25 Jan 2012

A resting place

Recently I've been investigating the Etruscan word hupni. Looking at the word, I had assumed a native formation in -ni which normally seems to mark persons elsewhere. I shrugged off the slightly awkward use of -ni, open to the possibility that the suffix might have a broader usage than I thought. Through this analysis, one must assume a root *hup-. In turn, with the apparent meaning of the full word being that of an 'ossuary chamber', I'd surmised that the underlying root might then mean, perhaps, 'bones'. Admittedly tentative but this is how I do things.

I dare to explore until I find paradoxes. If we don't dare to explore the consequences of a promising idea, our theory will become stagnant. Yet if we don't keep our theories in check by distinguishing between fact and hypothesis and by carefully prioritizing the relative probabilities of each proposal, we lose track and our theory goes to mush. (This is why I always mark anything I propose with an asterisk in my lexical database for the sake of clarity, for me and for others.) Sometimes, all you're able to do, given limited information, is to try out things and hope new information comes along. Sometimes this new information arrives in the form of a paradox or a better proposal than the one we have.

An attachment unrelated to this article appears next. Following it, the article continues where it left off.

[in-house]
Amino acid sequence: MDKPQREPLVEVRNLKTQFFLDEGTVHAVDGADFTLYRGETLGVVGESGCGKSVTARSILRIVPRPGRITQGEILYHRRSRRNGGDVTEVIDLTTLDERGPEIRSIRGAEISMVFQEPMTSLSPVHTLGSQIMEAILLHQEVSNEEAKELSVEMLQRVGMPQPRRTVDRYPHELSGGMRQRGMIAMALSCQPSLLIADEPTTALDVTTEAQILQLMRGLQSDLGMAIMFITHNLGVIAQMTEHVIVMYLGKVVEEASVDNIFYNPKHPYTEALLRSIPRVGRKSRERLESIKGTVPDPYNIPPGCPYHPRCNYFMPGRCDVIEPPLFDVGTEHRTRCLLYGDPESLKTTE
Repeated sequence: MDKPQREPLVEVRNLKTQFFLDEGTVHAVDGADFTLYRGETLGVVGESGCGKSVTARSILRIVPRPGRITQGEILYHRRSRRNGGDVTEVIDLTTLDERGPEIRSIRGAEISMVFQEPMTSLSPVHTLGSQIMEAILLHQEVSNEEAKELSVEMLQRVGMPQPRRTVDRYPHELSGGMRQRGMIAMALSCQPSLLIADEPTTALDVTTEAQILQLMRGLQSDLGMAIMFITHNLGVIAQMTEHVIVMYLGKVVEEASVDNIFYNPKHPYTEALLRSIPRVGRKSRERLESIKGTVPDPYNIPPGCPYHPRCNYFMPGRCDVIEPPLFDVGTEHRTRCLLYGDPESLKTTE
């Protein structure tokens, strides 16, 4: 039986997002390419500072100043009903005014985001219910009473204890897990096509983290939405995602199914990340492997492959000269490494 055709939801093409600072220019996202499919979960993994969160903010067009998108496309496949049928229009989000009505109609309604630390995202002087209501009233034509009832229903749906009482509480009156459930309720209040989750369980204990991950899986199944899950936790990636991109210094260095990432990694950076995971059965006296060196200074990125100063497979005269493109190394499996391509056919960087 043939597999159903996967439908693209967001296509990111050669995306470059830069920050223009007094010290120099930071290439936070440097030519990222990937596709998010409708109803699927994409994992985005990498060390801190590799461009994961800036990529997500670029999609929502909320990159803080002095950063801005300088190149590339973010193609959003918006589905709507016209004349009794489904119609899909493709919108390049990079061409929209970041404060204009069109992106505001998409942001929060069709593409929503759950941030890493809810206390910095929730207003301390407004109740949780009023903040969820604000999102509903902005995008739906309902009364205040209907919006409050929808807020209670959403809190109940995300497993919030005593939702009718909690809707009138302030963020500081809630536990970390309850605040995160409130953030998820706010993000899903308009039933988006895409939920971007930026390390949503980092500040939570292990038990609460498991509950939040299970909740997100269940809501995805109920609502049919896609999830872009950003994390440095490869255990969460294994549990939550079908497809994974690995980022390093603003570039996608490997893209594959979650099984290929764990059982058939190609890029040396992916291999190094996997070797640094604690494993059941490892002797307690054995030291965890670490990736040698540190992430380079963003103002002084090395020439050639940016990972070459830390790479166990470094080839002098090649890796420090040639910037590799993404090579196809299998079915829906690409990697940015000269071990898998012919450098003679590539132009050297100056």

At last I stumbled across a comparison between hupni and Greek ὕπνος (húpnos) 'slumber', which I suppose implies a derivative in that language of *ὑπνις (*hupnis) 'resting place'. At that I realized that this very well is likelier than the view I held as my default answer. I feel compelled to abandon the root I tentatively put down now since this etymology is cleaner than assuming a root *hup- which up to now hung in mid-air, both in terms of its exact meaning and its utterly untraceable history, and it also cures the problem of the seeming inappropriate use of the suffix -ni. Another exciting contradiction to push me towards greater accuracy. Adaptation is far more exhilarating than idées fixes.


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